NAB’s acting executive director for broker distribution Nicole Triandos and executive of Personal Bank operations Graeme Sayers said NAB was supporting mortgage brokers with a heightened focus on service.

Triandos explained the bank had made some significant changes, some of which were part of an ongoing review into its end-to-end process for brokers.

Sayers said he was “driving credit assessors to pick up the phone a lot more to brokers.”

“We’re also doing a lot of work around process through an initiative called phone and fix,” he said. “Phone and fix is about not reworking a deal, but getting the deal through to unconditional approval.”

Westpac state general manager NSW and ACT Mortgage Broker Distribution Sarah Willsallen said while the bank had made many improvements in its process, it happened as the market continued to grow, “so you haven’t necessarily seen all of the input and benefit from it even though we, from an application capacity perspective, can see it.”

Westpac has completed an extensive review of its policies and processes and identified dozens of “one-percenters” that has enabled it to simplify things moving forward.

Having worked on its mortgage origination systems for a number of years now, Willsallen said “our challenge is you have to live in your house while you renovate it.” Despite this challenge, Westpac celebrated its first settlement through its new system in September last year.

Haron said Connective received a flood of comments and questions from brokers throughout the 90-minute webinar, which had more than 1,000 in attendance.

Read more: Lenders to address brokers on turnaround times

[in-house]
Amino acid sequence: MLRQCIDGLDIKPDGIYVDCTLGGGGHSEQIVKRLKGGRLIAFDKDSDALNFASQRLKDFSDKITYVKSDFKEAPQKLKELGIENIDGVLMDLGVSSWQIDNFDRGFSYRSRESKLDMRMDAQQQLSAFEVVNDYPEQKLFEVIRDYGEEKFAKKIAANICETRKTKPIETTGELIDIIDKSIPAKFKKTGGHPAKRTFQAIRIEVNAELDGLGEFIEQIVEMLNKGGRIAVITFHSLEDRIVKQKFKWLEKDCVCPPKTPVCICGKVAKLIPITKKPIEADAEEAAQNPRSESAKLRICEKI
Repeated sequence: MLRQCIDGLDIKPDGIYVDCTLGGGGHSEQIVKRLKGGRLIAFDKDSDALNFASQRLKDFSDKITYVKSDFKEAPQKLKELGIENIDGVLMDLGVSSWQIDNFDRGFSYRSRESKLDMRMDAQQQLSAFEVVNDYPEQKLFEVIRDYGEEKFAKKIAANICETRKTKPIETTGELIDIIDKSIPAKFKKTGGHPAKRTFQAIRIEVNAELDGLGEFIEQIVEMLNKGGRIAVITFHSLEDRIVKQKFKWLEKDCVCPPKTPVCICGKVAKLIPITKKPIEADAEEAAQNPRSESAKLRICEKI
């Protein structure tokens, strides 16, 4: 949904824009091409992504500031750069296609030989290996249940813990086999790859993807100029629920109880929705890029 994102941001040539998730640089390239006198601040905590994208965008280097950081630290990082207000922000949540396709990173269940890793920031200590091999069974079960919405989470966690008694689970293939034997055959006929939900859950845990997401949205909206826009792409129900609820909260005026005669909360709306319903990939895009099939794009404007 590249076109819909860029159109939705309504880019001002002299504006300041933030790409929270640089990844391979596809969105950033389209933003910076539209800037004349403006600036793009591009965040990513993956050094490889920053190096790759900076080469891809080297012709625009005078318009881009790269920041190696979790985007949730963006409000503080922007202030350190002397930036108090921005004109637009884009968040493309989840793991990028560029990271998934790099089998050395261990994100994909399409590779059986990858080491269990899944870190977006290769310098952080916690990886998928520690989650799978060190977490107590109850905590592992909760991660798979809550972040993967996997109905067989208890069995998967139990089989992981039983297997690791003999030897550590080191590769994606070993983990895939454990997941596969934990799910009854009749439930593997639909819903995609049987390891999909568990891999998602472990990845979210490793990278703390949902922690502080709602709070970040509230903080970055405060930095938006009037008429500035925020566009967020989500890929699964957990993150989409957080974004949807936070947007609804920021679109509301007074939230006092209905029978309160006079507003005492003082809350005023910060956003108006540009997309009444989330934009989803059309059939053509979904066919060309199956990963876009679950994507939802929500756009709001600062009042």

“We had hundreds and hundreds of comments and questions coming through,” he said. “Many highlighting the challenges they are having with some lenders and also others highlighting some of the lenders that are getting it right, which is also great to see.

“From a Connective point of view, the key thing for us is to continue to facilitate conversation between lenders and brokers and that’s a key action we’ve been taking for some time and will continue to take.

“Unfortunately, there isn’t a magic switch the lenders can press to fix it overnight. But one of the key things we wanted to highlight is that some lenders are getting it right and that brokers understand and differentiate between who is.”

Connective also showcased its lender approval time dashboard as part of the discussion. The platform enables brokers to view the median time to unconditional approval for all lenders on its panel based on up-to-date data populated every night.

Kate McIntyreKate McIntyre is an online writer for Mortgage Professional Australia. She has a wealth of experience as a storyteller and journalist for a range of leading media outlets, particularly in real estate, property investing and finance. She loves uncovering the heart behind every story and aims to inspire others through the artful simplicity of well-written words.